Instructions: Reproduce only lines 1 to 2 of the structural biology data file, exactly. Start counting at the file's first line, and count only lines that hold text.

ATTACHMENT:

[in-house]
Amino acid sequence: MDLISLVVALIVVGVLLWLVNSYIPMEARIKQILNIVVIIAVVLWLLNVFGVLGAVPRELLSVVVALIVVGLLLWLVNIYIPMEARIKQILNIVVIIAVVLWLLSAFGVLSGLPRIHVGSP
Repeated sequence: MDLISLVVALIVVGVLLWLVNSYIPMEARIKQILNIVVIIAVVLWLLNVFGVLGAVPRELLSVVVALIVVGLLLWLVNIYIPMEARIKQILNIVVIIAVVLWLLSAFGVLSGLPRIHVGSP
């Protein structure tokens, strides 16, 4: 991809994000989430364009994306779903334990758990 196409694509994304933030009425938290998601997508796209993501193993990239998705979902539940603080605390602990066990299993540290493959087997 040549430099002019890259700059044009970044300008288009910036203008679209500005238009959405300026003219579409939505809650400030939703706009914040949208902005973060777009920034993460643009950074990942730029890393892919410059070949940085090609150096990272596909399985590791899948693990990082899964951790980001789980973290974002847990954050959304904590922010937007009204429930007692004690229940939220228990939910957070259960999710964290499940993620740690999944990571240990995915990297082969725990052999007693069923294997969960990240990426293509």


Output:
[in-house]
Amino acid sequence: MDLISLVVALIVVGVLLWLVNSYIPMEARIKQILNIVVIIAVVLWLLNVFGVLGAVPRELLSVVVALIVVGLLLWLVNIYIPMEARIKQILNIVVIIAVVLWLLSAFGVLSGLPRIHVGSP